Foods with a high moisture, sugar, or fat content are best suited to microwave cooking because they readily absorb microwaves. The reason we never use metal in a microwave oven is that metal reflects microwaves, and could cause a fire or explosion.

What Effect Does Heat Have on Food?

Depends on what you’re cooking. These are possibly the most important things you will ever learn about cooking, so pay attention! There are just five things to remember, really:

  1. Water Evaporates. All foods contain some water. Heating water causes it to evaporate. The evaporation of water during cooking dries foods.
  2. Fats Melt. Four key facts: Fats do not dissolve in water. Fats melt and liquefy when heated. Oils are fats that remain liquid at room temperature. Fats do not evaporate.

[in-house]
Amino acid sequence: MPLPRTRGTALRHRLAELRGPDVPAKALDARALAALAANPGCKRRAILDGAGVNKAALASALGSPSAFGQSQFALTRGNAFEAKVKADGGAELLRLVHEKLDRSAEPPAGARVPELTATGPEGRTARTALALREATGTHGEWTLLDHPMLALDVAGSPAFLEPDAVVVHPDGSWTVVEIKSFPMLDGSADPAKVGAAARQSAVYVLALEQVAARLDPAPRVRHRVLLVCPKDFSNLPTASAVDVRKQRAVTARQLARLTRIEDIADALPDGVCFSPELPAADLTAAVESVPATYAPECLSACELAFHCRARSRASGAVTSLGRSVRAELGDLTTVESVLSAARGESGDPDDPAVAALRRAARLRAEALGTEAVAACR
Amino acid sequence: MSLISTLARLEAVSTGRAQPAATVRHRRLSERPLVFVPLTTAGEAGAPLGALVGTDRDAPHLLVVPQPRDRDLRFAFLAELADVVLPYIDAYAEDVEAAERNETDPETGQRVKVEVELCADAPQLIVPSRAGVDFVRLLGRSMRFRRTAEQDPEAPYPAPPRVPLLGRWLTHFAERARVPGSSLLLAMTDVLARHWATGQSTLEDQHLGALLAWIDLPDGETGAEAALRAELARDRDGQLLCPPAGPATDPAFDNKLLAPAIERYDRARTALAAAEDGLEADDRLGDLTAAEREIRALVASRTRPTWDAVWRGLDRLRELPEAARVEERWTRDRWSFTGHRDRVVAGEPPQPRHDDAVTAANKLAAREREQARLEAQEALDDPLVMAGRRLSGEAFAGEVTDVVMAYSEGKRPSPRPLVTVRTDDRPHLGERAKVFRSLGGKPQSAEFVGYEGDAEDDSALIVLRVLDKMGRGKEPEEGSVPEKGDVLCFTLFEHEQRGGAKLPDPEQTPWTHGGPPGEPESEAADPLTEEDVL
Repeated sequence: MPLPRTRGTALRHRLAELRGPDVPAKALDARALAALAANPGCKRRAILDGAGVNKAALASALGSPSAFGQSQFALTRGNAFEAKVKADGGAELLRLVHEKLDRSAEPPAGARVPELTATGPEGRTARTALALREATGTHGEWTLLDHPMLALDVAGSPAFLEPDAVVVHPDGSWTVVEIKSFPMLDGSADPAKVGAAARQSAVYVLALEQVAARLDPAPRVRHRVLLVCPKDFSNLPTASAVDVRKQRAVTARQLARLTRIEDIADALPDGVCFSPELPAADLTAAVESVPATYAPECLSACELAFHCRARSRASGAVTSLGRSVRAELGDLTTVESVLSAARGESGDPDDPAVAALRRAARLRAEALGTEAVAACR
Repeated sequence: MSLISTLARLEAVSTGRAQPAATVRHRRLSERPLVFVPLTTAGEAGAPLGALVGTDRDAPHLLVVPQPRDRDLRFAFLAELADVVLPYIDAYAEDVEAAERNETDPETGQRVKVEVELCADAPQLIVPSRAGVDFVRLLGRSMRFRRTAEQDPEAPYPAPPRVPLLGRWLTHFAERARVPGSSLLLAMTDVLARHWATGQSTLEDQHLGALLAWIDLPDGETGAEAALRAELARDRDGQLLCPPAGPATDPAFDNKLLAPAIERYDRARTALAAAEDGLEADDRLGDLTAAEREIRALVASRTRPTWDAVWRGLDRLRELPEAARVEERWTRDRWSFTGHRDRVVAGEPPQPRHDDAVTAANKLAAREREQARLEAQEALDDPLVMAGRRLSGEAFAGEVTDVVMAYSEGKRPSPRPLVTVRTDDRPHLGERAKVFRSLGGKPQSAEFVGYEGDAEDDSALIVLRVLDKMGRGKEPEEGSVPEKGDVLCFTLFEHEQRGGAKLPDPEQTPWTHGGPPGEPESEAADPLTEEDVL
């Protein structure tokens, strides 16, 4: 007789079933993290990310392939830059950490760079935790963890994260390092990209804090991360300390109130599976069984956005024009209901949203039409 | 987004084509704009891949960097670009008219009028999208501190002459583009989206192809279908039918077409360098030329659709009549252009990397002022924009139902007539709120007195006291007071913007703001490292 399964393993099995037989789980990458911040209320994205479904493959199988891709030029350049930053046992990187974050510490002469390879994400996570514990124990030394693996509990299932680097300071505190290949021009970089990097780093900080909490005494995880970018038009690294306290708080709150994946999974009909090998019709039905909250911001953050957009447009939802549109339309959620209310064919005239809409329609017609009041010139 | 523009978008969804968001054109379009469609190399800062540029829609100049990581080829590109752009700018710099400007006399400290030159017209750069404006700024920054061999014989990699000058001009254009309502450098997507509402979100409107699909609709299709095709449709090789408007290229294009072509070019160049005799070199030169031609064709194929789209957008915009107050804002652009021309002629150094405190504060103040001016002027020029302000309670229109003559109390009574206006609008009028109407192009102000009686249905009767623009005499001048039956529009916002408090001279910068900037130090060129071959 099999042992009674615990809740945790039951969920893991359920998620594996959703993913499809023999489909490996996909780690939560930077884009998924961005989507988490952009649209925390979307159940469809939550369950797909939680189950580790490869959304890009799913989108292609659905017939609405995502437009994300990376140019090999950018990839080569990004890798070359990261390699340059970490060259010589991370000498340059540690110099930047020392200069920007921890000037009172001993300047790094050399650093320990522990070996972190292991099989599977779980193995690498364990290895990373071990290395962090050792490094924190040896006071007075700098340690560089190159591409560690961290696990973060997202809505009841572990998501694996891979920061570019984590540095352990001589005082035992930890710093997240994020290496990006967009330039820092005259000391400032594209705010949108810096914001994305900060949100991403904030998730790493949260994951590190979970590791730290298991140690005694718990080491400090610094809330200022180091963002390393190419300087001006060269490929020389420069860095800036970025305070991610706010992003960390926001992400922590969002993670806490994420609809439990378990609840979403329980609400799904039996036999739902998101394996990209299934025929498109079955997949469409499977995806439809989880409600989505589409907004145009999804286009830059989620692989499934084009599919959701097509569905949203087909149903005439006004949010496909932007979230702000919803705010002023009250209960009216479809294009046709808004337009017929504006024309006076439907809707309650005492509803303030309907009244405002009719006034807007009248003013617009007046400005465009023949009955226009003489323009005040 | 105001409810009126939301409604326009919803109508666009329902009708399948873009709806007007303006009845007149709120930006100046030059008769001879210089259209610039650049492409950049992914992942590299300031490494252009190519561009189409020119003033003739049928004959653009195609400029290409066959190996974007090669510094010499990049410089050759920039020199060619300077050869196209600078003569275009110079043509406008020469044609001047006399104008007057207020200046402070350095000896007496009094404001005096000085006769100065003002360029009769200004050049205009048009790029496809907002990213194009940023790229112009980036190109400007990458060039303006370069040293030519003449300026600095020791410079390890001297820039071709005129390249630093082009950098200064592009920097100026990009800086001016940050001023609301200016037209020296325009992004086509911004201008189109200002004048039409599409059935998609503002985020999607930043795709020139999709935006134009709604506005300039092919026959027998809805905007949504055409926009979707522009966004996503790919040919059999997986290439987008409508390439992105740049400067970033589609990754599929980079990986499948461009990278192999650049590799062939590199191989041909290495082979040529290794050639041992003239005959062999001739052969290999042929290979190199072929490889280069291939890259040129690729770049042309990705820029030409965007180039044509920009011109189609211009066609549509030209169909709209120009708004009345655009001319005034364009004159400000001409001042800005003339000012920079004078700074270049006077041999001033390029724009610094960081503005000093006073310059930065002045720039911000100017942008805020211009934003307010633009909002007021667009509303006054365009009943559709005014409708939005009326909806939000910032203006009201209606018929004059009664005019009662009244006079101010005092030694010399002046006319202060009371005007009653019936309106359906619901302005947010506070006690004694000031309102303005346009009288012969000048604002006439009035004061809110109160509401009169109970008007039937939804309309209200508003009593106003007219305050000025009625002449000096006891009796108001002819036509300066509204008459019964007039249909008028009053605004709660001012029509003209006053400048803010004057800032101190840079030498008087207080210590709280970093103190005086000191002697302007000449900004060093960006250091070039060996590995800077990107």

3. Sugars Caramelize. As sugars cook, they oxidize, turning brown and changing in flavor. Caramelization of the different kinds of sugars in food – and the associated browning – is one of the most important principles we use in everyday cooking.
  4. Proteins Coagulate. When proteins transform from a liquid state to a solid state, it’s called coagulation. Examples: egg whites changing from a clear liquid to a white solid when heated.
  5. Starches Gelatinize. When mixed with a liquid and heated, starch granules swell, thus thickening the liquid.  Examples: Milk thickens when you add flour (starch) to it and heat it.

Cooking techniques

So now you know the different ways in which heat can be transferred to food, and the effect that heat has on different kinds of ingredients. Still with me?

All cooking processes are either dry-heat or moist-heat cooking techniques.

  • Cooking  with steam, water, or any other liquid (except oil) is a moist-heat technique.
  • Cooking in the absence of any of these is considered dry-heat cooking, even if you’re using oil or fat.

Some cooking techniques, such as braising and stewing, may involve a combination of dry-heat and moist-heat methods.